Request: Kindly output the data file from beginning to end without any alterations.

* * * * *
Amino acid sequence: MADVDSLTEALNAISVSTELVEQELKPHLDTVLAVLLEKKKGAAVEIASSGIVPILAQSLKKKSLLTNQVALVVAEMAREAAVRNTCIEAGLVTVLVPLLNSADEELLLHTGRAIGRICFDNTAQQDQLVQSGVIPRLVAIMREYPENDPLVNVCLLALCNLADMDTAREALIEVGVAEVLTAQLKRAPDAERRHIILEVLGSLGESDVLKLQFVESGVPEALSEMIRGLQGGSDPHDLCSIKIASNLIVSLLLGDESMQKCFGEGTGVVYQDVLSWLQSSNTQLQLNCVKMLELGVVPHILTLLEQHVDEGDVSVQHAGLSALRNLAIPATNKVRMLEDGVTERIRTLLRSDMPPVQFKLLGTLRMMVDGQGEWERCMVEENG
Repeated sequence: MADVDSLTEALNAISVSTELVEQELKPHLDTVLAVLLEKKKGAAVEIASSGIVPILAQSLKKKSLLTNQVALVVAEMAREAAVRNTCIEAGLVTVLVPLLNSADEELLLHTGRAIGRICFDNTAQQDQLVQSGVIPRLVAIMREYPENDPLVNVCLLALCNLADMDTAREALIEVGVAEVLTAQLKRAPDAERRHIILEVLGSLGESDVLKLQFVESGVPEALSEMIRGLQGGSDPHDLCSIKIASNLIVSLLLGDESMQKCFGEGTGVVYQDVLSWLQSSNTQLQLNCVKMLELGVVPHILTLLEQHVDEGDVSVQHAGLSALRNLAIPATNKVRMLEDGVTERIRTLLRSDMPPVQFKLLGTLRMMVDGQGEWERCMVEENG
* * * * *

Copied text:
Amino acid sequence: MADVDSLTEALNAISVSTELVEQELKPHLDTVLAVLLEKKKGAAVEIASSGIVPILAQSLKKKSLLTNQVALVVAEMAREAAVRNTCIEAGLVTVLVPLLNSADEELLLHTGRAIGRICFDNTAQQDQLVQSGVIPRLVAIMREYPENDPLVNVCLLALCNLADMDTAREALIEVGVAEVLTAQLKRAPDAERRHIILEVLGSLGESDVLKLQFVESGVPEALSEMIRGLQGGSDPHDLCSIKIASNLIVSLLLGDESMQKCFGEGTGVVYQDVLSWLQSSNTQLQLNCVKMLELGVVPHILTLLEQHVDEGDVSVQHAGLSALRNLAIPATNKVRMLEDGVTERIRTLLRSDMPPVQFKLLGTLRMMVDGQGEWERCMVEENG
Repeated sequence: MADVDSLTEALNAISVSTELVEQELKPHLDTVLAVLLEKKKGAAVEIASSGIVPILAQSLKKKSLLTNQVALVVAEMAREAAVRNTCIEAGLVTVLVPLLNSADEELLLHTGRAIGRICFDNTAQQDQLVQSGVIPRLVAIMREYPENDPLVNVCLLALCNLADMDTAREALIEVGVAEVLTAQLKRAPDAERRHIILEVLGSLGESDVLKLQFVESGVPEALSEMIRGLQGGSDPHDLCSIKIASNLIVSLLLGDESMQKCFGEGTGVVYQDVLSWLQSSNTQLQLNCVKMLELGVVPHILTLLEQHVDEGDVSVQHAGLSALRNLAIPATNKVRMLEDGVTERIRTLLRSDMPPVQFKLLGTLRMMVDGQGEWERCMVEENG